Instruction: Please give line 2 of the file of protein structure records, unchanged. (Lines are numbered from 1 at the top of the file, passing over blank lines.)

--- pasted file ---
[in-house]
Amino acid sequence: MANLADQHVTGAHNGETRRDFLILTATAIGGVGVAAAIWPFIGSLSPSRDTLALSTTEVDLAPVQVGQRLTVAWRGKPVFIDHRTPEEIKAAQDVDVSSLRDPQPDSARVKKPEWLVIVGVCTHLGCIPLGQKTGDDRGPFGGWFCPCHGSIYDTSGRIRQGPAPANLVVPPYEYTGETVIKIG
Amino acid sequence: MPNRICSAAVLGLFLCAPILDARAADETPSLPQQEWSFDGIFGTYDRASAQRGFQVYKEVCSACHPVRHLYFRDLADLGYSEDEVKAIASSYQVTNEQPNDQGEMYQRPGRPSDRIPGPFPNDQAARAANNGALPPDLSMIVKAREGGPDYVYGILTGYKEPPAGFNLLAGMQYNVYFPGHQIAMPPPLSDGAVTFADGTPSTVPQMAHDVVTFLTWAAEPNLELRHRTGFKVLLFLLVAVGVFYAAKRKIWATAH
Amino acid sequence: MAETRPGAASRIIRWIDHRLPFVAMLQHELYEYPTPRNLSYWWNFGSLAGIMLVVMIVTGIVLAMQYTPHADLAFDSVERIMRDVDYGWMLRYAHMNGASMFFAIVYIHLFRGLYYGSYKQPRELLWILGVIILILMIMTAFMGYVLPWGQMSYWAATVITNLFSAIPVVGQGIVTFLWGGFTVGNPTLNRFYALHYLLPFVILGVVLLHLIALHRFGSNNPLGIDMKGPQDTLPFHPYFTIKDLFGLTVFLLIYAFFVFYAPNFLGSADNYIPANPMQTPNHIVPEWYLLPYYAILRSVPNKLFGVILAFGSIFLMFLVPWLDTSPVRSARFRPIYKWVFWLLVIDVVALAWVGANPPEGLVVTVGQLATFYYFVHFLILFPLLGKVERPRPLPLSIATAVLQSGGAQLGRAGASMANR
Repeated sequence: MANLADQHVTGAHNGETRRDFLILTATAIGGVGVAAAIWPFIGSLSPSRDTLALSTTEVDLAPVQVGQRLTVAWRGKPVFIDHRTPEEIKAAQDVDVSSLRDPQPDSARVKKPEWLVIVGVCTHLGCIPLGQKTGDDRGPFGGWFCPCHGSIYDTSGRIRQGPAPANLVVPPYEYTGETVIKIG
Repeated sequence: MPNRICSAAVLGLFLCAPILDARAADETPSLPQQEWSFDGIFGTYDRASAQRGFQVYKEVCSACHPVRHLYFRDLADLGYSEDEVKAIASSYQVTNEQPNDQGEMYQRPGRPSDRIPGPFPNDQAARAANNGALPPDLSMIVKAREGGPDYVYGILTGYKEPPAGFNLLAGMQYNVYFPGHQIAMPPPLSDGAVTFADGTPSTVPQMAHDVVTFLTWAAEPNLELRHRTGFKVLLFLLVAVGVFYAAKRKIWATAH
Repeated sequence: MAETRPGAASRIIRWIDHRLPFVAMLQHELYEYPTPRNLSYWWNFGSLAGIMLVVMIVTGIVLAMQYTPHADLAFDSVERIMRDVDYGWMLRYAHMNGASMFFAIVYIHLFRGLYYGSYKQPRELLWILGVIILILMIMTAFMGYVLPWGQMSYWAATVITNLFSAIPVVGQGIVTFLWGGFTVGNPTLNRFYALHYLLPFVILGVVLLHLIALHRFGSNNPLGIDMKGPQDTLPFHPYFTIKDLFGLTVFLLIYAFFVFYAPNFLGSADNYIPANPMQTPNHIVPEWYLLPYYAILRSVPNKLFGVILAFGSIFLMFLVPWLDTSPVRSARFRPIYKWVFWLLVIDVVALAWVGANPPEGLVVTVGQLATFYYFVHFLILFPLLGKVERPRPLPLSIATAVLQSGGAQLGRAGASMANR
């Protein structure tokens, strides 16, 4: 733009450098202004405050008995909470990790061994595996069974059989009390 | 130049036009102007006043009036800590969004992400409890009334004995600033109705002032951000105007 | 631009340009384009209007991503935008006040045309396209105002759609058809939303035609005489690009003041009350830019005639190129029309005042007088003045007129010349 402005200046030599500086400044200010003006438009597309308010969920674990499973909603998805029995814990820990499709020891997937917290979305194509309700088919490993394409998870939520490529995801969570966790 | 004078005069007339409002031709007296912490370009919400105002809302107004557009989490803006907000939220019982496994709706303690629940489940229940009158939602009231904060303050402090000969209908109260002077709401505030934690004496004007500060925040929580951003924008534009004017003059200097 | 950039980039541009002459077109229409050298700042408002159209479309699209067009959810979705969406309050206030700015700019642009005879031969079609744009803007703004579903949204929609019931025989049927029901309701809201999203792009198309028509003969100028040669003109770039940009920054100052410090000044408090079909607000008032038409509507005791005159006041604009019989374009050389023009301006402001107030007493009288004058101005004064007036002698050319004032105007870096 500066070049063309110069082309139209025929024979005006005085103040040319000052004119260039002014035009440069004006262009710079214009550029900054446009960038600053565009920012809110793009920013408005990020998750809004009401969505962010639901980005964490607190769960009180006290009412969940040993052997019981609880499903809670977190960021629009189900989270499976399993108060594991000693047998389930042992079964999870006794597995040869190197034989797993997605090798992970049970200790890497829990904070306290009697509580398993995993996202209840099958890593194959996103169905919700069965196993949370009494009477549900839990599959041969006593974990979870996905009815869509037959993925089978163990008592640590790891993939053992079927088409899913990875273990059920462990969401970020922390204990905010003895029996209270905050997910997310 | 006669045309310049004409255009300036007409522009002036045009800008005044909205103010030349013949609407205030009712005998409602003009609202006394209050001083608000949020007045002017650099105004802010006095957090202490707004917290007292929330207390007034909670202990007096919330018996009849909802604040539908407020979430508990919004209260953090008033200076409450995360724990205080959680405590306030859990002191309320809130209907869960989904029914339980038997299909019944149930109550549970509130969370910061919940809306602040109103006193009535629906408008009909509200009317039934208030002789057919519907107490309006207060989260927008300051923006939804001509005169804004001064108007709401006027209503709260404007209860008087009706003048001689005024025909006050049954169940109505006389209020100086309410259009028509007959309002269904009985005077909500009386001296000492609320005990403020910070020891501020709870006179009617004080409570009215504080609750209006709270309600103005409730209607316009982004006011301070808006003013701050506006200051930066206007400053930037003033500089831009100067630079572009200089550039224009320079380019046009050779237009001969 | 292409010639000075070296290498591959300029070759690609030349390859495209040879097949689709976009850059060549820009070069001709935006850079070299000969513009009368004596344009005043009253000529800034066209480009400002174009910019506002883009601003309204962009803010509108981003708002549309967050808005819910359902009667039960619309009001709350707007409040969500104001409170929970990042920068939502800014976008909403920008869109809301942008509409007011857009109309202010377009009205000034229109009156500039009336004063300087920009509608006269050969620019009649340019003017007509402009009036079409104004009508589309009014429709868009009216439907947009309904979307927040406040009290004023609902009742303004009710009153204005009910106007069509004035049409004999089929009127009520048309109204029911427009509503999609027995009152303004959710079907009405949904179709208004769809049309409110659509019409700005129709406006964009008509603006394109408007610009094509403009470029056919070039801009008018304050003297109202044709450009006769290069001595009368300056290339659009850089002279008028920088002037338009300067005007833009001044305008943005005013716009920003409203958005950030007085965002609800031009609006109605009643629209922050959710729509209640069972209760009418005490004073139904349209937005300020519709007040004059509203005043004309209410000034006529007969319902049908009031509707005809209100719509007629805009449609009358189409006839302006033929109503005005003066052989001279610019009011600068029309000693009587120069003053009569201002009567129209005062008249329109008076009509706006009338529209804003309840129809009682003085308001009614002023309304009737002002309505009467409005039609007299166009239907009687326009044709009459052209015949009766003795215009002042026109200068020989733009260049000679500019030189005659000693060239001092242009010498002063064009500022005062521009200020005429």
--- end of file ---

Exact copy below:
Amino acid sequence: MANLADQHVTGAHNGETRRDFLILTATAIGGVGVAAAIWPFIGSLSPSRDTLALSTTEVDLAPVQVGQRLTVAWRGKPVFIDHRTPEEIKAAQDVDVSSLRDPQPDSARVKKPEWLVIVGVCTHLGCIPLGQKTGDDRGPFGGWFCPCHGSIYDTSGRIRQGPAPANLVVPPYEYTGETVIKIG